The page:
The histone tail extensions constitute up to 30% by mass of histones, but are not visible in the crystal structures of nucleosomes due to their high intrinsic flexibility and have been thought to be largely unstructured[15]. The N-terminal tails of histones H3 and H2B pass through a channel formed by the minor grooves of the two DNA strands, protruding from the DNA every 20 bp. The N-terminal tail of histone H4 on the other hand has a region of highly basic amino acids (16-25) which, in the crystal structure, forms an interaction with the highly acidic surface region of a H2A-H2B dimer of another nucleosome, being potentially relevant for the higher-order structure of nucleosomes. This interaction is thought to occur also under physiological conditions and suggests that acetylation of the H4 tail distorts the higher order structure of chromatin.

Higher order structure

The current chromatin compaction model.

The organization of the DNA that is achieved by the nucleosome can not fully explain the packaging of DNA observed in the cell nucleus. Further compaction of chromatin into the cell nucleus is necessary, but is not yet well understood. The current understanding[16] is that repeating nucleosomes with intervening "linker" DNA form a 10-nm-fiber, known descriptively as "beads on a string", and have a packing ratio of about five to ten[10]. A chain of nucleosomes can be arranged in a 30 nm fiber, a compacted structure with a packing ratio of ~50[10] and whose formation is dependent on the presence of the H1 histone.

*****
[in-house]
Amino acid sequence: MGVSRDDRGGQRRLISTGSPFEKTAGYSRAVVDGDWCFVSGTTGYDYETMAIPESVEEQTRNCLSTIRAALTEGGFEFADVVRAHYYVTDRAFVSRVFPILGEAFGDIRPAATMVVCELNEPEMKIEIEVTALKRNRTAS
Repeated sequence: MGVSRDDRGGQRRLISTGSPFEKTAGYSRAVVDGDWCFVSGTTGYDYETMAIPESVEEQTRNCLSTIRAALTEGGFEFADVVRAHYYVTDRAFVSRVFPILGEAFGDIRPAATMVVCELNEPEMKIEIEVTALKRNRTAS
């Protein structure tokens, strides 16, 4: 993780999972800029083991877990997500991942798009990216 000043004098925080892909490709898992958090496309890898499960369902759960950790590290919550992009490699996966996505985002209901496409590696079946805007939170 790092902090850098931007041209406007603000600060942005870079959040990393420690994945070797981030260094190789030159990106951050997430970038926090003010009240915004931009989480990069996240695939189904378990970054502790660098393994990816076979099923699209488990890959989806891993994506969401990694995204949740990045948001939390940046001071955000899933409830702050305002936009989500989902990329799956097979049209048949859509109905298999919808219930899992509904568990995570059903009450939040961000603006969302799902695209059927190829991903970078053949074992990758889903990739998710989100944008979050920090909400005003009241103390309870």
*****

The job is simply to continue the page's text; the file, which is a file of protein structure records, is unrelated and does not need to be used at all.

A crystal structure of a tetranucleosome has been presented and used to build up a proposed structure of the 30 nm fiber as a two-start helix.[17] There is still a certain amount of contention regarding this model as it is incompatible with recent electron microscopy data[18]. Beyond this, the structure of chromatin is poorly understood, but it is classically suggested that the 30 nm fiber is arranged into loops along a central protein scaffold to form transcriptionally active euchromatin. Further compaction leads to transcriptionally inactive heterochromatin.